In this study we examined the experiences of “healthy” individuals who attended a BP screening for hypertension in a dental health care setting. We found that the participants described the experiences as “No big deal” and highlighted the fact that it was convenient and easy to have their BP measured during a visit to the dentist. I
n addition, it created an awareness of health, which was enhanced by performing BP monitoring at home. It was also educational, as it led to reflection on health and lifestyle. Another aspect that was highlighted in the interviews was possible dental fear, which could affect the BP measurement. As previously pointed out, the screening can result in false positive results, called White coat hypertension [15, 16]. This phenomenon can lead to unnecessary meetings, overcrowding in health care and some patients experiencing needless concern about their health . However, despite their fear of dentists, it emerged that the participants found it positive to have their BP checked during the dental visit.
Surprisingly, screening BP for hypertension does not seem to create as much anxiety as cancer screening [9, 10, 11] and cardiovascular disease does not appear to be a concern. This may be because high BP and hypertension are not perceived as a disease, but a chronic condition . The participants did not experience any major concern about the fact that at times their BP was high, such as during a dental visit. The home BP measurement probably helped to calm the participants, thus making them less anxious. In addition, hypertension is mainly a condition caused by an affluent lifestyle. The participants felt that it was good to know if they were in the risk group, as they believed that they could deal with the condition themselves through lifestyle changes or medication.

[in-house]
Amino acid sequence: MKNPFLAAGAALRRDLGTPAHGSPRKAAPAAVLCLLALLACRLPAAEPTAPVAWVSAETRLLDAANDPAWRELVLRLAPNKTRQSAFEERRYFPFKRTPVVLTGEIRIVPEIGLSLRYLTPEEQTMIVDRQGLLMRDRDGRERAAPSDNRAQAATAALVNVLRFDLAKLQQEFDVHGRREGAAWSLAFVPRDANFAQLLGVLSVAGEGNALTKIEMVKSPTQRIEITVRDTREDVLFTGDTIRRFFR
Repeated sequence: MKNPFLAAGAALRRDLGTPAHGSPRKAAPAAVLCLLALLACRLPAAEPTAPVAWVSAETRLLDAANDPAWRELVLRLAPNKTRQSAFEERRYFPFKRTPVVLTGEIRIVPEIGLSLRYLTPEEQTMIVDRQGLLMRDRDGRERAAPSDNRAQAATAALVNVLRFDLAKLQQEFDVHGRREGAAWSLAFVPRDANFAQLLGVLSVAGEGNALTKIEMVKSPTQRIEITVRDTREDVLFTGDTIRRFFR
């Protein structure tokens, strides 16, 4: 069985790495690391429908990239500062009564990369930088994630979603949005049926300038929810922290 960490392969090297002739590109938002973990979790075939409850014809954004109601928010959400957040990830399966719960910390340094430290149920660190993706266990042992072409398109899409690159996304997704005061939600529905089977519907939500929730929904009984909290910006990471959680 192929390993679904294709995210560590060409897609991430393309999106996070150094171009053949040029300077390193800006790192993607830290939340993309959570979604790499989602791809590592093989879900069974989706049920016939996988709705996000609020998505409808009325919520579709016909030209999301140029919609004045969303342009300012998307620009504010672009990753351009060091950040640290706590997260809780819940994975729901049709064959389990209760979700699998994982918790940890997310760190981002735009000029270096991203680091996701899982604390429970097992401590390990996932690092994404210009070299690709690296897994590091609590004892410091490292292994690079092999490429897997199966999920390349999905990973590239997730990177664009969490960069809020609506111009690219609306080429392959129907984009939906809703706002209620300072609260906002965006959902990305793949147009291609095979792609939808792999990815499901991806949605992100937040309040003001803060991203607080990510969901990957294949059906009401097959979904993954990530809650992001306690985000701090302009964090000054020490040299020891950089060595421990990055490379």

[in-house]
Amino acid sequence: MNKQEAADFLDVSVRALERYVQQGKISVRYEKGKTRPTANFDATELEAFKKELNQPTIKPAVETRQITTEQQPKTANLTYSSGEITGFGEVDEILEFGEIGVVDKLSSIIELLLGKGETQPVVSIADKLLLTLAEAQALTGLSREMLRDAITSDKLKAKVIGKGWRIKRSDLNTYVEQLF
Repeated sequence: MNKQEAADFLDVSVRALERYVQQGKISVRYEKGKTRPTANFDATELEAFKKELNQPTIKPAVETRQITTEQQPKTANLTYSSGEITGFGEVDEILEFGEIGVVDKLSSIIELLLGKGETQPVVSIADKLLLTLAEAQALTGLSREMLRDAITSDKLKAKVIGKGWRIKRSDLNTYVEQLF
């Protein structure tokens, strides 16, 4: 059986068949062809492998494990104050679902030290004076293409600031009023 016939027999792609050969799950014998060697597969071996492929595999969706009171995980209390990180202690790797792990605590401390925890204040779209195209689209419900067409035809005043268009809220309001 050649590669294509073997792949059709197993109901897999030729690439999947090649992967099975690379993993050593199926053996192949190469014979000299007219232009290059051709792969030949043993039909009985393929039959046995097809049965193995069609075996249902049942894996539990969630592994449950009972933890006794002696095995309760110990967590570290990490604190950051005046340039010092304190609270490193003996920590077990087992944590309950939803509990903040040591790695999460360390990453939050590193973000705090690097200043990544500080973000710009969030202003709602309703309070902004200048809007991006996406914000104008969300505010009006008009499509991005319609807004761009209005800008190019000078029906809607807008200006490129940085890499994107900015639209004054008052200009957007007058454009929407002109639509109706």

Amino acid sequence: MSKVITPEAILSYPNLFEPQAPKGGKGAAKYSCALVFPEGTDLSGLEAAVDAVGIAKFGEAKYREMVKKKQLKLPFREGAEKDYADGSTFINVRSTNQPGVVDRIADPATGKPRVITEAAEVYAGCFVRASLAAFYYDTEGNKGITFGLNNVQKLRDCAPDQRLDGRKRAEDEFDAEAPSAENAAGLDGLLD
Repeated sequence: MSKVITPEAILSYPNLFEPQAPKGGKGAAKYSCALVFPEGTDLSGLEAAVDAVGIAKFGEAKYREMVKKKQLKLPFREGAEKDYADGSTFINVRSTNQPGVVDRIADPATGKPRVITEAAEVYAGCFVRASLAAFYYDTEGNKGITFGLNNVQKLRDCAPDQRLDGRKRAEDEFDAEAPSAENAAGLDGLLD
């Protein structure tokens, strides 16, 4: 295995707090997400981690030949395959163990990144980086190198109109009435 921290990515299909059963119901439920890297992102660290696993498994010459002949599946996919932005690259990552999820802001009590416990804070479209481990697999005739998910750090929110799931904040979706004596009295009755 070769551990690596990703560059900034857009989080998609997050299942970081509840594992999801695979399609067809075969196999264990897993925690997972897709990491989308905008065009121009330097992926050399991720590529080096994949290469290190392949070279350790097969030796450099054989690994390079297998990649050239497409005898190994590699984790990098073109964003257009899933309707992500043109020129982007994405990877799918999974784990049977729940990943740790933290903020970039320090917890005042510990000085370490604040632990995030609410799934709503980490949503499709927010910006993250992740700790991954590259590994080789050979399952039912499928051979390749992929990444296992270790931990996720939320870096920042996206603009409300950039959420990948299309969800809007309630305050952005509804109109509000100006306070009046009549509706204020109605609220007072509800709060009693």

Previous research has addressed the issue of “labelling” and suggested that hypertension labelling might evoke fear of a serious disease in patients [19–21]. It has also been demonstrated that living with a chronic condition can be stigmatizing depending on the visibility of the condition and whether it is congenital or acquired. . Furthermore, it may lead to poorer physical and mental health as well as a limited life . The results of this study did not indicate any of these concerns. Instead, the findings clearly showed that the participants appreciated preventive healthcare measures and considered examinations and screening important. They expressed that it was valuable to know if they were in the risk zone, as early detection provides an opportunity to do something about it as well as stating that it was easy and educational to check their BP at home.